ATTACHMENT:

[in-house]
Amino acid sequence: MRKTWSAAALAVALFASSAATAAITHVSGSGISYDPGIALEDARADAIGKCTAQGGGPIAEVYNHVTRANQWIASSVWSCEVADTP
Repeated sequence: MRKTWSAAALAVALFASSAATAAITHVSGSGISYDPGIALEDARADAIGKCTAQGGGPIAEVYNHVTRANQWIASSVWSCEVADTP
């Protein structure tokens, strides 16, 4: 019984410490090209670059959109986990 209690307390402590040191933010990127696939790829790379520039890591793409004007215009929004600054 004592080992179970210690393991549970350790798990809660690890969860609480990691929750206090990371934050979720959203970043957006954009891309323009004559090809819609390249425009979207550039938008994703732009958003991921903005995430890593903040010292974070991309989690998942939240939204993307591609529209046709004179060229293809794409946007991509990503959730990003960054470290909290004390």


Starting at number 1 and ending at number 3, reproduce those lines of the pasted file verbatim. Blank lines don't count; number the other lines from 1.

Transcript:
[in-house]
Amino acid sequence: MRKTWSAAALAVALFASSAATAAITHVSGSGISYDPGIALEDARADAIGKCTAQGGGPIAEVYNHVTRANQWIASSVWSCEVADTP
Repeated sequence: MRKTWSAAALAVALFASSAATAAITHVSGSGISYDPGIALEDARADAIGKCTAQGGGPIAEVYNHVTRANQWIASSVWSCEVADTP